That will change on Tuesday, Dec. 11, when Pichai will testify at a hearing all about Google before the House Judiciary Committee, called “Transparency & Accountability: Examining Google and its Data Collection, Use and Filtering Practices.”
That hearing will require transparency about things the company prefers to keep opaque, starting with how it ranks search results, and Pichai is unlikely to appreciate that line of questioning. But if the committee’s members put on the same grandstanding exercise in victimology that we saw in a July questioning of executives from Facebook (FB), Google and Twitter (TWTR), spectators shouldn’t be happy either.
So while Tuesday’s grilling of Pichai might leave us with a better understanding of how Google decides what it thinks we want to see, it could prove to be yet another Silicon Valley vs. Washington contest that ends in a 0-0 tie.
A bad precedent
The subject of how Google’s algorithms decide which pages and news stories match our interests certainly deserves cross-examination. The company has repeatedly had to apologize for serving up conspiracy theorists among news results and YouTube recommendations and has struggled to stop various sorts of ad fraud.
But the last time the House Judiciary Committee tackled content-filtering practices, the results were dreadful. Most of the Republican members used up their airtime to lob unfounded accusations that Facebook, Google, and Twitter were mean to their team. For instance, Rep. Steven King (R.-Louisiana) complained that Facebook was sending less traffic to a fake news mill called the Gateway Pundit, while Rep. Lamar Smith (R.-Texas) offered an evidence-free claim that Google blocked searches for Jesus, Chick-fil-A, and Catholicism.
The one committee member to defend these companies’ free-market rights to run their own platforms was Rep. Ted Lieu (D.-California).
“My fellow conservatives need to be more careful about jumping to conclusions about bias, particularly when there are more mundane explanations available if a little energy is spent trying to understand how the technology works,” said Zach Graves, head of policy at the free-market group Lincoln Network.
Some of the committee’s recent ventures exploring social media had “more of a circus than serious conversation,” Graves added.
Good questions to ask
Instead of obsessing over search results, committee members might do better to focus on content filtering as seen in YouTube’s recommendation engine — which seems to optimize keeping people’s attention over the quality of what it puts in front of people’s eyeballs. Google’s attempts to filter out the worst content or at least exclude it from advertising income, meanwhile, have sometimes trapped content as innocent as a clip of a giant American flag at a football game.
“We’ve over optimized a lot of these algorithms without thinking about all the factors,” said Heather West, senior policy manager at Mozilla, the nonprofit behind the Firefox browser that competes with Google’s Chrome. “If you stick a really smart engineer on a problem — do this as well as possible — they’re going to do it.”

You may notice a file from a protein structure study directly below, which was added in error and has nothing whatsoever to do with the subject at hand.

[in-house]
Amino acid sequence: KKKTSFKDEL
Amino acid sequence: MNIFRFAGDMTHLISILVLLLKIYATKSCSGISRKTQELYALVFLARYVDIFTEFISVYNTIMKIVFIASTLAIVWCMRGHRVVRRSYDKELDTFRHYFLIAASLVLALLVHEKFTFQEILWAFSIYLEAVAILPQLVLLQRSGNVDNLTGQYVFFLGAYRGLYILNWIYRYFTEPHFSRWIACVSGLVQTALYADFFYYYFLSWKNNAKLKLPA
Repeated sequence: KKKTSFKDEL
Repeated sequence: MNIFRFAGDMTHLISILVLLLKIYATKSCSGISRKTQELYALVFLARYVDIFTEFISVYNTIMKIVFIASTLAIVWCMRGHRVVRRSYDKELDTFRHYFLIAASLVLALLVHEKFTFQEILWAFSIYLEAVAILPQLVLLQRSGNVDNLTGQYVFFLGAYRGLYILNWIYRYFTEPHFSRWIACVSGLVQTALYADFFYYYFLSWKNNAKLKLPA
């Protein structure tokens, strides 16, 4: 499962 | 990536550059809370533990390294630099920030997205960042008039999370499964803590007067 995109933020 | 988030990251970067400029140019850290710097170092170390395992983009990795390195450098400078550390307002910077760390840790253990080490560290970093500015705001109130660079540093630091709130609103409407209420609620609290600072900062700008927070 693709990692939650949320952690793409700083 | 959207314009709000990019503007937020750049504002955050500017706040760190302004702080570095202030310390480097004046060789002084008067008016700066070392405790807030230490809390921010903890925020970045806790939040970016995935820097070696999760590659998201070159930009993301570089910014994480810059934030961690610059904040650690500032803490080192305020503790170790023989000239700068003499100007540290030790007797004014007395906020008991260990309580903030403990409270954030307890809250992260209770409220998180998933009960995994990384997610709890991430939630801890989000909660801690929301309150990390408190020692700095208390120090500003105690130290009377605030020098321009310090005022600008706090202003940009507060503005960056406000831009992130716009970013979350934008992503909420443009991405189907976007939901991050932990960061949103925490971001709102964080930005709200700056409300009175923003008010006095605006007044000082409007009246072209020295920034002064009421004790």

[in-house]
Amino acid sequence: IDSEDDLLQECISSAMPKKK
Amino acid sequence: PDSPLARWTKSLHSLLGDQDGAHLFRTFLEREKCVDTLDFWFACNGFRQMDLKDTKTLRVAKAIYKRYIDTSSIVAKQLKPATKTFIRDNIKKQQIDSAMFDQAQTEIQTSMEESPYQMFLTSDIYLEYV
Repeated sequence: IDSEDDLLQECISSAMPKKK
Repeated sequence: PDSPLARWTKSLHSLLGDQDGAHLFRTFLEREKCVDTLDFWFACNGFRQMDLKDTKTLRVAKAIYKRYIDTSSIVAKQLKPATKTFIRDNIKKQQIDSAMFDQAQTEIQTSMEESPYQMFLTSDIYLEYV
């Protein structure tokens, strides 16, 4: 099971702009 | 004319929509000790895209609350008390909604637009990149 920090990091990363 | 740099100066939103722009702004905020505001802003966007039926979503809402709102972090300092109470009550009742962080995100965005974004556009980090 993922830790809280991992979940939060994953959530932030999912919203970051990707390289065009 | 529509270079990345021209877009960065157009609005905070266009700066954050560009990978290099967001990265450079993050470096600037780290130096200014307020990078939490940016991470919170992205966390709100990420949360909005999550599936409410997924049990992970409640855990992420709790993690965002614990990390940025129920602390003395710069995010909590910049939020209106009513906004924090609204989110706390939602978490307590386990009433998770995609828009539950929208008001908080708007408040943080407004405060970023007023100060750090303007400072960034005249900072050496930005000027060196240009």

But, she added: “If they optimize for one thing, chances are they’re going to leave something out.”
Graves, however, worried that discussions over Google’s role in curbing extremist content would lead to more attacks on Section 230 of the 1996 Communications Decency Act. That’s helped social media flourish by protecting sites from liability for most things their users post, but it’s also been a target for companies and organizations upset at social networks’ responses to such issues as copyright infringement and sex trafficking.
Google has also earned Congressional scrutiny over its experimentation with building a censored version of its search engine for the Chinese market that it left in 2010—a project that former employees have denounced as wrong and which current Googlers have begun protesting.
“The Chinese search engine is likely to come up,” said Mike Godwin, a fellow with the R Street Institute, a Washington think tank. He cited recent reports that Google shut out some of its own privacy experts from this effort —“trying to sort of do an end run around their own internal culture” —as reason to ask what Google’s former “Don’t be evil” motto ever met.
The existence of this so-called Project Dragonfly censored search, Godwin added, also invites hostile questions about how Google’s news search runs: “Google in effect has demonstrated that it can skew results.”
Expect a continued failure to communicate
We should also hope that committee members take time to grill Google about its response to the Google+ data breach and the consequences it’s observed of complying with the European Union’s General Data Protection Regulation.
But this hearing will probably wind up demonstrating once again the gulf between a tech industry that prides itself on being data-driven and elected officials who have to respond to a fair amount of confusion and anxiety among citizens whom the tech industry prefers to call “users.”
Or as Godwin put it: “The fact is, members of Congress don’t like statistics. They like stories.”